Jatropha has biofuel potential - But cost of growing crop must first be ascertained, cautions minister

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The Star 30 July 2008   


SEPANG: The cost of growing jatropha needs to be ascertained before it can be fully commercialised by smallholders, says Plantation Industries and Commodities Minister Datuk Peter Chin Fah Kui.

“Jatropha is a possible crop for biodiesel and the potential is there. But I would not recommend smallholders grow it until we know the cost involved,” he said after viewing the jatropha research and development activities being carried out at Asiatic Centre for Genome Technology Sdn Bhd's (ACGT) Jatropha Experimental Station yesterday.

A wholly-owned subsidiary of Asiatic Development Bhd, ACGT has been experimenting on jatropha and its various aspects, including genomics.

Chin said he did not agree with companies trying to champion jatropha by enticing small holders to grow it on a contract basis or to sell seedlings.

“It's not time yet. For small holders to grow, they must know the cost.

“For them it's a matter of survival,” he said, adding that apart from cost, other factors such as the right variety would also need to be determined for commercialisation.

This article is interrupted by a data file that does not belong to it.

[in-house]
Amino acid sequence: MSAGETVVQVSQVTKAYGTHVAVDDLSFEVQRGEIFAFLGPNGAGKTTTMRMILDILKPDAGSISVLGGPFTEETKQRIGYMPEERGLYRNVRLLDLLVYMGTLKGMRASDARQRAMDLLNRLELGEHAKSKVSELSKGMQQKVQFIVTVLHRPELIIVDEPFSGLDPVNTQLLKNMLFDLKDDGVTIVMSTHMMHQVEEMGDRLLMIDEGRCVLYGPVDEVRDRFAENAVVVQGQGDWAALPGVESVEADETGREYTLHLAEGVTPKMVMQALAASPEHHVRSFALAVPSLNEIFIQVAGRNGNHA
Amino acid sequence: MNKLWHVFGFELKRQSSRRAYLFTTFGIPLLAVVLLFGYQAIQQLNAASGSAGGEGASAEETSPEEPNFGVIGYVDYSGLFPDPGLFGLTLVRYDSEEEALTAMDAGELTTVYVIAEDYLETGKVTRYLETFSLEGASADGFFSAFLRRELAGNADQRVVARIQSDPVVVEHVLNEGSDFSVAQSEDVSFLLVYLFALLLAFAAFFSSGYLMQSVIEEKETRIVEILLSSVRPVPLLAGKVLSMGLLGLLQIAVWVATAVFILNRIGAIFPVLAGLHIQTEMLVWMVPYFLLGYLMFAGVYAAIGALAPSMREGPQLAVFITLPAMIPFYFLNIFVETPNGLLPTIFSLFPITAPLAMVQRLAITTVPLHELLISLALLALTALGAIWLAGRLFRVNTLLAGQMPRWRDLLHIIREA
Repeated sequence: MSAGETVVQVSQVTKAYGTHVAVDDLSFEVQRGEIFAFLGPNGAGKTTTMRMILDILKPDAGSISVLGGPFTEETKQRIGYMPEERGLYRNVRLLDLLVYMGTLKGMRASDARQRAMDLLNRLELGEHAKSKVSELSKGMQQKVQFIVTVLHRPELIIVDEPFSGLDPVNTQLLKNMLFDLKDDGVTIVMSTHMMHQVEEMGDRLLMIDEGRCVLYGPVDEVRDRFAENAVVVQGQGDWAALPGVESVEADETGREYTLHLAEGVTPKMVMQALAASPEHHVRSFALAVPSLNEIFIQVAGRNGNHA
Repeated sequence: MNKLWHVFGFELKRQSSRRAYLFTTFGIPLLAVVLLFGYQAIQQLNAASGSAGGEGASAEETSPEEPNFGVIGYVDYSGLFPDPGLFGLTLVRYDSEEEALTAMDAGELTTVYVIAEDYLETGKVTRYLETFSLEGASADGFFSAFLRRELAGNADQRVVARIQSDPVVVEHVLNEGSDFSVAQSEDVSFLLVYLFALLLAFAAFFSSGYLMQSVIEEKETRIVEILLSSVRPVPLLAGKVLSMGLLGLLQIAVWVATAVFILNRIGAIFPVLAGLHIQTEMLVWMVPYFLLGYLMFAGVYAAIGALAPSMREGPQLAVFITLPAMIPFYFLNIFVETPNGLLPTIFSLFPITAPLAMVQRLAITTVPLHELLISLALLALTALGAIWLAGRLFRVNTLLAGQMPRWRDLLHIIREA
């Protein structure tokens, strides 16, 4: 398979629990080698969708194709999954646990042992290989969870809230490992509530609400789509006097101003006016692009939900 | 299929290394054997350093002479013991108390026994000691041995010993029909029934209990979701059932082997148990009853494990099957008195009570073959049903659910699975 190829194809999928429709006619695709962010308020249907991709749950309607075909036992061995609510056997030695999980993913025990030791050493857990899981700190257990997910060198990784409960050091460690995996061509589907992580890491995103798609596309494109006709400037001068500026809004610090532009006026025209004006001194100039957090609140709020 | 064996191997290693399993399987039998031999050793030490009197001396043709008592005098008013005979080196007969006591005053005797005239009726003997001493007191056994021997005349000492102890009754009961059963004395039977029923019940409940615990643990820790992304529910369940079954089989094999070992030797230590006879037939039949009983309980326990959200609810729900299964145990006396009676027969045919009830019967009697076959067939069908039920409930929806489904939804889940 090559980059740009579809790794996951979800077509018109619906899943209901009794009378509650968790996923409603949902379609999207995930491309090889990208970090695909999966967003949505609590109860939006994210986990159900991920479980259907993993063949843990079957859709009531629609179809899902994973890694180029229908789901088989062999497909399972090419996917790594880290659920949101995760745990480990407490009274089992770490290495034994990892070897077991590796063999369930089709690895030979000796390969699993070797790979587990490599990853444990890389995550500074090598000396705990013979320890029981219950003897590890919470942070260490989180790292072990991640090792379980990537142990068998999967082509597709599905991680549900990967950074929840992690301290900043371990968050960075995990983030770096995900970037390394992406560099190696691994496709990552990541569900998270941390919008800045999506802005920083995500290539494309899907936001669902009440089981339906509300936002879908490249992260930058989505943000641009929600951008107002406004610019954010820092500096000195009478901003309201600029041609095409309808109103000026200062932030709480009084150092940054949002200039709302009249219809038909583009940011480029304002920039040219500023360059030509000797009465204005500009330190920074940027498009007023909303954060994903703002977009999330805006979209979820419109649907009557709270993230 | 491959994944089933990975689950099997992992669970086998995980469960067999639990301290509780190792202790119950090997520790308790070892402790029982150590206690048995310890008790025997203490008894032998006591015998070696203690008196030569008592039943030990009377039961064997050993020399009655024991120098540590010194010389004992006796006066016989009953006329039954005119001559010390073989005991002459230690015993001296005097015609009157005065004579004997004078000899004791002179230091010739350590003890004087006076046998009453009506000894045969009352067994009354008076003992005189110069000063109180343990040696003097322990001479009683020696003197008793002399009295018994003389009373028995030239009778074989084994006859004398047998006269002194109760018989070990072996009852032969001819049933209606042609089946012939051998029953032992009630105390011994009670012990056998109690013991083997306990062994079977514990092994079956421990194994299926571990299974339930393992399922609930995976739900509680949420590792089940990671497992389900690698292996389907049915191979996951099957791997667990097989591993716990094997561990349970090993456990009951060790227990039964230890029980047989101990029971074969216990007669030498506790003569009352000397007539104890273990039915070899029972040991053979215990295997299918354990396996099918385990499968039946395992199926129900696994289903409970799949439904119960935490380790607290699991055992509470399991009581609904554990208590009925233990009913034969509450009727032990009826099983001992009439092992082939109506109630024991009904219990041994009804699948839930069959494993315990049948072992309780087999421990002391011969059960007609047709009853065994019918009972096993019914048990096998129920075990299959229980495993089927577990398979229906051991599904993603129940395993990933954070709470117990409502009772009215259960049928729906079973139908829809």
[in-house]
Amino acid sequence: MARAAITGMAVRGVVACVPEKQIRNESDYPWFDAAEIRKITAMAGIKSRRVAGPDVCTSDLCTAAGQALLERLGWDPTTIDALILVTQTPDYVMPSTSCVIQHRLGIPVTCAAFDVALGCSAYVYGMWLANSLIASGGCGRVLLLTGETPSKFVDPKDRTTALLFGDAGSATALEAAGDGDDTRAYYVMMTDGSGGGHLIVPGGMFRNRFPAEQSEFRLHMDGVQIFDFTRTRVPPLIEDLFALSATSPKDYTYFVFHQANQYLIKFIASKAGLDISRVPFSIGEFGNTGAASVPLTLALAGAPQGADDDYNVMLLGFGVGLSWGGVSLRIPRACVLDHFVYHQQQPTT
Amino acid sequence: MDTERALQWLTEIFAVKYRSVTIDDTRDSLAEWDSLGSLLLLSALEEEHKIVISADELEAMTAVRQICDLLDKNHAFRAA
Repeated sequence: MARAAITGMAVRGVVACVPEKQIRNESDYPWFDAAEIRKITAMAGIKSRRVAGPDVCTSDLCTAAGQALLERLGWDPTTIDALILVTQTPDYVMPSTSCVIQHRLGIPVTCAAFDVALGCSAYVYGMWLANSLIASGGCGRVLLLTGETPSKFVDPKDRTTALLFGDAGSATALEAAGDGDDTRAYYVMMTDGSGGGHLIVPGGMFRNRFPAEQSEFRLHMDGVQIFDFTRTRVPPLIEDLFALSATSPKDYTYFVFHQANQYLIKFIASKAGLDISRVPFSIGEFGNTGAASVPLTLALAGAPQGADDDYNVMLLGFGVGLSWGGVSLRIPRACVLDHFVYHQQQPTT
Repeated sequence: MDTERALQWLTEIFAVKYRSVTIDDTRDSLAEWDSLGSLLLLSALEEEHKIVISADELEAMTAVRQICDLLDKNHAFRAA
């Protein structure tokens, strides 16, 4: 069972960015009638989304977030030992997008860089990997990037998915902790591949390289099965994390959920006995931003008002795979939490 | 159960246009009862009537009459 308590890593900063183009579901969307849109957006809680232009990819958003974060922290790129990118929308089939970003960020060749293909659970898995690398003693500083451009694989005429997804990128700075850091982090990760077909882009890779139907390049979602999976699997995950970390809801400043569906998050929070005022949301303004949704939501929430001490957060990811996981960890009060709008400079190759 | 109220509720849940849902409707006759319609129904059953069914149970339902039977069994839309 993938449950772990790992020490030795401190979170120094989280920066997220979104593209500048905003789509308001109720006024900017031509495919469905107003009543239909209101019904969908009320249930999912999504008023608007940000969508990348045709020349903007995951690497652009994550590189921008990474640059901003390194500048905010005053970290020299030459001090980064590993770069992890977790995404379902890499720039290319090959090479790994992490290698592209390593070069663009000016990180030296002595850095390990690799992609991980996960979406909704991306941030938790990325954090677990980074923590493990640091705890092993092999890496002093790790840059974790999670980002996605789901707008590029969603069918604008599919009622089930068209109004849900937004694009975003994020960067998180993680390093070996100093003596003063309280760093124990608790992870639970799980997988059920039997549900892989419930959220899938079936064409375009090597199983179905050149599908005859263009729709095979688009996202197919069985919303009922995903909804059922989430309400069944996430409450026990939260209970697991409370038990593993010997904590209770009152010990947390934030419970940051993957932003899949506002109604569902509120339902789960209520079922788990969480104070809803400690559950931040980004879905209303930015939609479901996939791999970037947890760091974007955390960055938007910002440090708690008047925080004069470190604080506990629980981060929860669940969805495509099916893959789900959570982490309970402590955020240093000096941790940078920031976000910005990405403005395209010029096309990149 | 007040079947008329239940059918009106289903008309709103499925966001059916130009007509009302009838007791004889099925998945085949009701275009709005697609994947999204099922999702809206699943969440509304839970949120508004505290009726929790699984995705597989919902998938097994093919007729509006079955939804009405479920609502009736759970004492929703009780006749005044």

Asiatic Development chief executive Tan Sri Lim Kok Thay said the Genting group viewed the project as a potential future third generation crop for the country.

“A broader view is needed and one way of doing this is through the application of science. We will definitely achieve what the minister (Chin) has asked, in terms of the immediate application that jatropha can be applied to,” he said.

Lim said the group's research and development work on jatropha was more of an immediate response to address the current issue of high fuel prices and the food-versus-fuel controversy, as it was non-edible.

He said there was a need to be prepared for the future and that ACGT's work would help determine if jatropha could be a viable crop. “Hopefully, by year-end we will be able to provide the answers that the ministry is looking for,” he added.

On Tenaga Nasional Bhd's (TNB) interest in acquiring Genting's power assets, Lim said talks between the two parties were just exploratory and non-conclusive.

“We just left it open because bigger issues, like the independent power producers, have become more important. TNB and the industry would like to focus on resolving that amicably,” he said.

TNB chief executive officer Datuk Seri Che Khalib Mohamad Noh had last week said that talks with Genting on the purchase of its power assets had hit a stalemate, as both parties had not agreed on pricing.